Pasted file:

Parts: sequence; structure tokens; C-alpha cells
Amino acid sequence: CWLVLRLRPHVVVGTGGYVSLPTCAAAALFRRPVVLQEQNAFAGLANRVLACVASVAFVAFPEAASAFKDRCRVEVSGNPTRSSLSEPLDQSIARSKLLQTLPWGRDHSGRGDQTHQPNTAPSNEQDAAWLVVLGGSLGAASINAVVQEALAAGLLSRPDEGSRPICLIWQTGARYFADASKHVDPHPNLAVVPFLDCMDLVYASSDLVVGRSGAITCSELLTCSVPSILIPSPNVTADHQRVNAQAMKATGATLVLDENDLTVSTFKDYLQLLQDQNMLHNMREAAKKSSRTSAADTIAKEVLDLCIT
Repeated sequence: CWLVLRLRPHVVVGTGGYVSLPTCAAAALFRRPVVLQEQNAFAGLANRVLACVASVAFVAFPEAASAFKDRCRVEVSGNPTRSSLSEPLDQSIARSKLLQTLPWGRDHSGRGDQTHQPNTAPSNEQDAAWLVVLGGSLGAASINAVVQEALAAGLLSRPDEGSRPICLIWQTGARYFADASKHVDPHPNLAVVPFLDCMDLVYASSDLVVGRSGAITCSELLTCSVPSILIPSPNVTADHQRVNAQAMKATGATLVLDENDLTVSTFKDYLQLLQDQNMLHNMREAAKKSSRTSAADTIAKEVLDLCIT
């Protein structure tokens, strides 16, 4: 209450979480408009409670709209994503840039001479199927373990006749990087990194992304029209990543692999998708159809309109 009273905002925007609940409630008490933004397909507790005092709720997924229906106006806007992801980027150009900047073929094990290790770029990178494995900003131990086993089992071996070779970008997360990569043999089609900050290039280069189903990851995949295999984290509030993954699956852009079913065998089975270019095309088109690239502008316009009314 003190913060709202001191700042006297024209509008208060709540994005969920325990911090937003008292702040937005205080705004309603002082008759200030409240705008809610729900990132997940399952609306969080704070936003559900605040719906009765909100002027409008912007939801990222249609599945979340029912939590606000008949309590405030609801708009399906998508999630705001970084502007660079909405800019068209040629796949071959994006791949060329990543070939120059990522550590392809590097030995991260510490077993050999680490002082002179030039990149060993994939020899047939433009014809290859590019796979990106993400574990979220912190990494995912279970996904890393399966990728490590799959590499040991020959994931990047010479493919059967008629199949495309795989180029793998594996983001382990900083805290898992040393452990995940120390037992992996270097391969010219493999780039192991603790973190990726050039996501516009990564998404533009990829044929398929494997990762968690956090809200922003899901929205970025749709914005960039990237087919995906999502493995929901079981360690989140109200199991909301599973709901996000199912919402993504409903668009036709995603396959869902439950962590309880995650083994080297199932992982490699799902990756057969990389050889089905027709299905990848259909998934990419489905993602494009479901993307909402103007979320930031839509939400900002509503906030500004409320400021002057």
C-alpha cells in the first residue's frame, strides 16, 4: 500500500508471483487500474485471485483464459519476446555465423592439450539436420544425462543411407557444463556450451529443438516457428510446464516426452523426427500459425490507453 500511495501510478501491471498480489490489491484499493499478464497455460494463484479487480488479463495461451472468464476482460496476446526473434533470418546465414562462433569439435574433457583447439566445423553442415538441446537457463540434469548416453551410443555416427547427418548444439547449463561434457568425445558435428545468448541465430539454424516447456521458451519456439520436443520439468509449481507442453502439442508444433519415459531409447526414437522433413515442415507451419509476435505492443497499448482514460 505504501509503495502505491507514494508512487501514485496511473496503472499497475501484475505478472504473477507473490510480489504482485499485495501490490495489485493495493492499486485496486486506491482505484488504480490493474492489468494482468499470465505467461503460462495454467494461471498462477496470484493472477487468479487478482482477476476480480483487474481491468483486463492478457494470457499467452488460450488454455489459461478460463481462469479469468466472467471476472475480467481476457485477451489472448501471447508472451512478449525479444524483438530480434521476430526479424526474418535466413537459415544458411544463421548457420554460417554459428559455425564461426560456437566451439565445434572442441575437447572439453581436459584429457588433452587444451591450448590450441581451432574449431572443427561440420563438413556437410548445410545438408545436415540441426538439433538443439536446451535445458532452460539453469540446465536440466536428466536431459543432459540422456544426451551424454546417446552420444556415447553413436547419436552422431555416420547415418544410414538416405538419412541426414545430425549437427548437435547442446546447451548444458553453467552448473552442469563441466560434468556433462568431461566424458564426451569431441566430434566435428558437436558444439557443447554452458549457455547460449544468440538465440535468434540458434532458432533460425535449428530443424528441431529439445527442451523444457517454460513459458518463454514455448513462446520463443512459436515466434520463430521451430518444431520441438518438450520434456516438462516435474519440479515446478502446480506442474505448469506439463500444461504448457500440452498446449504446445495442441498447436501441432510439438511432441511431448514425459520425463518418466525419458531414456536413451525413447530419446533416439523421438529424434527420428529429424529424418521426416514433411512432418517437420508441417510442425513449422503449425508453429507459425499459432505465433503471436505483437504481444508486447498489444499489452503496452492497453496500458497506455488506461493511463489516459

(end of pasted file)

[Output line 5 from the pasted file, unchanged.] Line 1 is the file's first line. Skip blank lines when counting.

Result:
C-alpha cells in the first residue's frame, strides 16, 4: 500500500508471483487500474485471485483464459519476446555465423592439450539436420544425462543411407557444463556450451529443438516457428510446464516426452523426427500459425490507453 500511495501510478501491471498480489490489491484499493499478464497455460494463484479487480488479463495461451472468464476482460496476446526473434533470418546465414562462433569439435574433457583447439566445423553442415538441446537457463540434469548416453551410443555416427547427418548444439547449463561434457568425445558435428545468448541465430539454424516447456521458451519456439520436443520439468509449481507442453502439442508444433519415459531409447526414437522433413515442415507451419509476435505492443497499448482514460 505504501509503495502505491507514494508512487501514485496511473496503472499497475501484475505478472504473477507473490510480489504482485499485495501490490495489485493495493492499486485496486486506491482505484488504480490493474492489468494482468499470465505467461503460462495454467494461471498462477496470484493472477487468479487478482482477476476480480483487474481491468483486463492478457494470457499467452488460450488454455489459461478460463481462469479469468466472467471476472475480467481476457485477451489472448501471447508472451512478449525479444524483438530480434521476430526479424526474418535466413537459415544458411544463421548457420554460417554459428559455425564461426560456437566451439565445434572442441575437447572439453581436459584429457588433452587444451591450448590450441581451432574449431572443427561440420563438413556437410548445410545438408545436415540441426538439433538443439536446451535445458532452460539453469540446465536440466536428466536431459543432459540422456544426451551424454546417446552420444556415447553413436547419436552422431555416420547415418544410414538416405538419412541426414545430425549437427548437435547442446546447451548444458553453467552448473552442469563441466560434468556433462568431461566424458564426451569431441566430434566435428558437436558444439557443447554452458549457455547460449544468440538465440535468434540458434532458432533460425535449428530443424528441431529439445527442451523444457517454460513459458518463454514455448513462446520463443512459436515466434520463430521451430518444431520441438518438450520434456516438462516435474519440479515446478502446480506442474505448469506439463500444461504448457500440452498446449504446445495442441498447436501441432510439438511432441511431448514425459520425463518418466525419458531414456536413451525413447530419446533416439523421438529424434527420428529429424529424418521426416514433411512432418517437420508441417510442425513449422503449425508453429507459425499459432505465433503471436505483437504481444508486447498489444499489452503496452492497453496500458497506455488506461493511463489516459